We demonstrate self-pumped optical phase conjugation in Te-doped Sn2P2S6, a semiconducting ferroelectric crystal, using a 1.06 μm wavelength cw Nd:YAG laser. The photorefractive gain of this crystal has been increased to Γ = (3.9 ± 0.4)cm-1 by Te doping. We observed self-pumped optical phase conjugation in a ring cavity scheme with phase conjugate reflectivities of more than 40 percent and a very fast phase conjugate rise time below 100ms at a light intensity of 20 W/cm2. This is more than two orders of magnitude faster than in any other photorefractive crystal, as e.g. in Rh-doped BaTiO3.
©2005 Optical Society of America
For many years photorefractive materials have been investigated extensively because of their promise for various applications in photonics . One of these applications is e.g. the spatial and spectral laser beam clean-up. Photorefractive materials with infrared response seem to be key elements for such applications using laser diodes. With photorefractive two-wave mixing it is possible to transfer energy from a high-power laser beam with a poor spatial profile to a diffraction limited beam with Gaussian shape [2, 3, 4]. Placing a photorefractive crystal into the laser cavity  or into an external cavity of a laser system  one can force the laser to oscillate in a single longitudinal mode. With optical phase conjugation it is possible to injection lock high-power broad-area laser diodes and laser diode arrays to obtain single mode output . In the last few years a remarkable effort was done to improve the photorefractive sensitivity of photorefractive materials in the near-infrared wavelength range due to widely available and powerful near-IR laser sources. One can distinguish two main groups of photorefractive inorganic materials. Semiconductors are relatively fast but have a small nonlinearity and require high external fields. From ferroelectrics oxides the most promising for near-infrared are Rh-doped KNbO3  and Rh-doped BaTiO3 . Up to now the material of choice for near infrared photorefractive applications was Rh-doped BaTiO3 and it was implemented in most of the aforementioned beam cleanup schemes [3, 4, 6]. It shows a photorefractive response up to 1064nm with phase conjugate rise times in the order of 10 s at 5 W / cm2 . However, it often suffers of domain formation at this wavelength  and, in addition, has a phase transition at ~ 125°C and close to room temperature at ~ 9 °C , which most often leads to fatal damage of the crystal and its photorefractive characteristics. Therefore new infrared sensitive photorefractive materials are required for these applications .
Tin hypothiodiphosphate (Sn2P2S6) is a photorefractive crystal with high gain coefficients and short response times in the red and near-infrared spectral range [14, 15]. Photorefraction in Sn2P2S6 was first reported in the 1991, however the interest for Sn2P2S6 increased substantially when Odoulov et al. demonstrated photorefraction at 1.06 μm in 1996  using pure crystals with pre-illumination. Conventional nominally pure Sn2P2S6 crystals are grown by vapor-transport technique , are of yellow color, and the photorefractive sensitivity substantially depends on pre-illumination. The grating formation shows a strong electron-hole competition leading to a decrease of the steady-state gain coefficients. By changing the growth parameters in the vapor-transport growth technique, modified brown Sn2P2S6 crystals were obtained . These brown crystals are not sensitive to pre-illumination, have no pronounced electron-hole competition as well as they have a much higher two-wave mixing gain and faster response compared to yellow Sn2P2S6 [14, 18]. Brown crystals presumably contain more intrinsic (non-stoichiometric) defects, which are difficult to control in the vapor-transport growth, and up to now only small samples could be grown. Since for the self-pumped optical phase conjugation the theoretical threshold for the product of the two-wave mixing gain coefficient Γ and the length of the crystal L should exceed two , self-pumped optical phase conjugation in brown Sn2P2S6 could only be demonstrated up to a wavelength of 980nm .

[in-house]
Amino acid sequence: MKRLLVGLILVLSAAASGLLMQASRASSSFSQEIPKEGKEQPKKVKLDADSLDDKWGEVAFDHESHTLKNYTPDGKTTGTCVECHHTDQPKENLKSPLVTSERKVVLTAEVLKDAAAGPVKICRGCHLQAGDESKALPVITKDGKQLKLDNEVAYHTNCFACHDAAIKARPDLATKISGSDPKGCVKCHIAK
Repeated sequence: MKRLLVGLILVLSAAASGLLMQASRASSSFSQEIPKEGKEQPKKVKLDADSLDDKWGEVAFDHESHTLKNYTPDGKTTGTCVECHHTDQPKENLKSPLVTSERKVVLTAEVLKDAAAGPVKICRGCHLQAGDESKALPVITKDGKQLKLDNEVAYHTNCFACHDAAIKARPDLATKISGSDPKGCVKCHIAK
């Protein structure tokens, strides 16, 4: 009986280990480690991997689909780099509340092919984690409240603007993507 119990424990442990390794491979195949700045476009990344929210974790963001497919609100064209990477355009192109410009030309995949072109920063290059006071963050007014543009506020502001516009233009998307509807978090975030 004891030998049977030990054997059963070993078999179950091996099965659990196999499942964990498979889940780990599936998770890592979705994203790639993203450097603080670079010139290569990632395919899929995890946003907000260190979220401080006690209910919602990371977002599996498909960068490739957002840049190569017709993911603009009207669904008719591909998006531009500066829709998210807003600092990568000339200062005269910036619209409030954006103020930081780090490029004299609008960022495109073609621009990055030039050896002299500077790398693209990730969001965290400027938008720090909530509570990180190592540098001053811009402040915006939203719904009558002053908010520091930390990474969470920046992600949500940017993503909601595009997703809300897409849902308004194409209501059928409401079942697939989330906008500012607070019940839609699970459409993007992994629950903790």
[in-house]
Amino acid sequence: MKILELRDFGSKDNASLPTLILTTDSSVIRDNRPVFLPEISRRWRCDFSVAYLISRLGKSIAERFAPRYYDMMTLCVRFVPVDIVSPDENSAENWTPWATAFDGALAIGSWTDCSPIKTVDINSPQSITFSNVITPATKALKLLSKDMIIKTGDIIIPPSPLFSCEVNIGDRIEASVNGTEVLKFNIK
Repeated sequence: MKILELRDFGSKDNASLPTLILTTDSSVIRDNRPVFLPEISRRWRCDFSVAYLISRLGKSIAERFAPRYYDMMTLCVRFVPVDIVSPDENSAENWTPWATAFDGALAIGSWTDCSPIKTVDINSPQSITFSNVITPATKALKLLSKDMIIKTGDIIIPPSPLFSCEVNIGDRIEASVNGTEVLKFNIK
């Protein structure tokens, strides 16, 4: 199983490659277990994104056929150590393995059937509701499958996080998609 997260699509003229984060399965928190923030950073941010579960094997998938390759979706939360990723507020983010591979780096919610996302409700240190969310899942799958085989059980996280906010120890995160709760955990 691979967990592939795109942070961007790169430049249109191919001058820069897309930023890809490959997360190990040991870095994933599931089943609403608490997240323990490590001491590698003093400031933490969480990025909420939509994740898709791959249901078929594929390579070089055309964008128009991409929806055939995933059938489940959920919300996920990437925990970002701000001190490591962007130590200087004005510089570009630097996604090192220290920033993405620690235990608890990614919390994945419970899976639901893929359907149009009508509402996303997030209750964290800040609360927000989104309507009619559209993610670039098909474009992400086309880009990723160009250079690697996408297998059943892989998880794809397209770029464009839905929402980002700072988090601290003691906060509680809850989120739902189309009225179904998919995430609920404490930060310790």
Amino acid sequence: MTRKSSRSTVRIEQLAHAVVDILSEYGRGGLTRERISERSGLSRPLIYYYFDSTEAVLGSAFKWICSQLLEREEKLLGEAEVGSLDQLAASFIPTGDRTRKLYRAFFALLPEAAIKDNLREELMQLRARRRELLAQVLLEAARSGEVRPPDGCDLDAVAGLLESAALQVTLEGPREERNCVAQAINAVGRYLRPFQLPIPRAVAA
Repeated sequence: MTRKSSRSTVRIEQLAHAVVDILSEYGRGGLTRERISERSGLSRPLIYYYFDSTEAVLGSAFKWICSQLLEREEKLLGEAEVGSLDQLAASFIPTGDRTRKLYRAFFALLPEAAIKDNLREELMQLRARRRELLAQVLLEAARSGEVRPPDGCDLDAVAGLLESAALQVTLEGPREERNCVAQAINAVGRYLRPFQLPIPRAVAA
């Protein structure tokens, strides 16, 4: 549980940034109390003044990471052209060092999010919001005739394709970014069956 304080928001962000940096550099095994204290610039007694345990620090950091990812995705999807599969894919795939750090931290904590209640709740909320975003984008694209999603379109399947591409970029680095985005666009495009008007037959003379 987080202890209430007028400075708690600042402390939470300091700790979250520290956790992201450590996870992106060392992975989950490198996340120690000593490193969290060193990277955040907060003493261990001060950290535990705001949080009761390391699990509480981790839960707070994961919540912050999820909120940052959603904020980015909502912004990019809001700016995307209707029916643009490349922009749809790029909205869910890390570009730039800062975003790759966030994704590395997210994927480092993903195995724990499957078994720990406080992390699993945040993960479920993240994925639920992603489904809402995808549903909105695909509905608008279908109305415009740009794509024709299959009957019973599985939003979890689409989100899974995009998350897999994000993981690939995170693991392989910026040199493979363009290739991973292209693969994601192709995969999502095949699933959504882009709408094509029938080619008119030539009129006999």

In this paper we present phase conjugation with a new kind of Sn2P2S6 crystals obtained by doping the initial growth compound with Tellurium. Optical quality doped crystals with large dimensions and high gain coefficients could be grown. Using new Te-doped Sn2P2S6 crystals we demonstrate optical phase conjugation at the technologically important wavelength of 1.06 μm with rise times down to 85 ms.
The Tellurium doped Sn2P2S6 crystal used in our experiment had the dimensions of x×y×z = 10mm × 6mm × 7.44mm along the main x, y, z axes defined as in Ref. . It was grown by the vapor transport growth technique  with 1 % Tellurium in the initial compound. The crystal is of homogeneous light brown color. Compared to yellow Sn2P2S6 crystals the absorption edge in Te-doped crystals is shifted from λ ≈ 530nm to higher wavelengths up to λ ≈ 570nm . In all Sn2P2S6 crystals the absorption constant is rather low in the near infrared; in our Sn2P2S6:Te 1 % the absorption constant reaches α = 0.1cm-1 for the light polarized along the x-axis at 1.06 μm.
The experimental setup for ring-cavity self-pumped phase conjugation is shown in Fig. 1. We used a cw Nd:YAG laser with a maximal output power of 400mW(Lightwave Electronics). The light beams were polarized in the plane of the ring-cavity loop and were almost parallel to the x-axis in the crystal and the external angle 2θ was adjusted to 30°. This configuration corresponds to the maximum two-wave mixing gain of the material . To reduce Fresnel losses the crystal was coated with a 190 nm thick Al2O3 layer, which gives the lowest reflectivity for an incidence angle β ~ 60° with respect to the sample normal and leads to a single reflection loss of approximately 6 %. An f = 1000-mm lens was placed into the path of the input beam to focus slightly the light into the crystal and decrease beam divergence. The beam had a Gaussian shape with a diameter of approximately 2 mm in the crystal. The used multi-layer dielectric mirrors are optimized for 1064nm and have a reflectivity of more than 99 %. To avoid parasitic reflection gratings one of the mirrors in the cavity was vibrated to ensure incoherency of the beams 1 and 3. The generated phase-conjugated signal is then a result of the coupling via the transmission grating formed by incident beam 3 and its self-diffracted beam 4 as well as by their feedback beams 1 and 2 . The intensity of the phase-conjugated wave 2 is observed by a photodiode placed behind a glass plate used as a beam splitter. The phase-conjugate reflectivity R is defined as the ratio between the measured intensity of the phase-conjugated wave 2 and the input wave 3. The phase conjugate rise time τ 0 is defined as τ 0 = τ 90% - τ 10%, where τ 90% and τ 10% are the times needed to reach 90% and 10% of the maximal reflectivity respectively.